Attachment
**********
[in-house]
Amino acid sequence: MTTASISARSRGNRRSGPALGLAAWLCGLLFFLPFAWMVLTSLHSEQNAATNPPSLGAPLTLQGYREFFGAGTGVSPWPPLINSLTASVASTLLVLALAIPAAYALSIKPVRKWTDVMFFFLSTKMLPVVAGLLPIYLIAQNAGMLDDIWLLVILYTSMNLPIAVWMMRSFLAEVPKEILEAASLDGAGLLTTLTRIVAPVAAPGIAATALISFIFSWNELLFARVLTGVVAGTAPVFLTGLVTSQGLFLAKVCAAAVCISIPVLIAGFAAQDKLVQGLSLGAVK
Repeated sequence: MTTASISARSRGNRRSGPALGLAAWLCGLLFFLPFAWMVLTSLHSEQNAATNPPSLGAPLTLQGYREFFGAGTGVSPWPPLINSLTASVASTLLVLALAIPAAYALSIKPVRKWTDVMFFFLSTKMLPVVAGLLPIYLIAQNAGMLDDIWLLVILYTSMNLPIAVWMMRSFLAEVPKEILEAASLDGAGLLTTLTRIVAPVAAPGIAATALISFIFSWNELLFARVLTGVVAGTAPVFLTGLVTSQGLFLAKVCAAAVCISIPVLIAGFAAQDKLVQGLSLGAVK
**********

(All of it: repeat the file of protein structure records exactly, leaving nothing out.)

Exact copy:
[in-house]
Amino acid sequence: MTTASISARSRGNRRSGPALGLAAWLCGLLFFLPFAWMVLTSLHSEQNAATNPPSLGAPLTLQGYREFFGAGTGVSPWPPLINSLTASVASTLLVLALAIPAAYALSIKPVRKWTDVMFFFLSTKMLPVVAGLLPIYLIAQNAGMLDDIWLLVILYTSMNLPIAVWMMRSFLAEVPKEILEAASLDGAGLLTTLTRIVAPVAAPGIAATALISFIFSWNELLFARVLTGVVAGTAPVFLTGLVTSQGLFLAKVCAAAVCISIPVLIAGFAAQDKLVQGLSLGAVK
Repeated sequence: MTTASISARSRGNRRSGPALGLAAWLCGLLFFLPFAWMVLTSLHSEQNAATNPPSLGAPLTLQGYREFFGAGTGVSPWPPLINSLTASVASTLLVLALAIPAAYALSIKPVRKWTDVMFFFLSTKMLPVVAGLLPIYLIAQNAGMLDDIWLLVILYTSMNLPIAVWMMRSFLAEVPKEILEAASLDGAGLLTTLTRIVAPVAAPGIAATALISFIFSWNELLFARVLTGVVAGTAPVFLTGLVTSQGLFLAKVCAAAVCISIPVLIAGFAAQDKLVQGLSLGAVK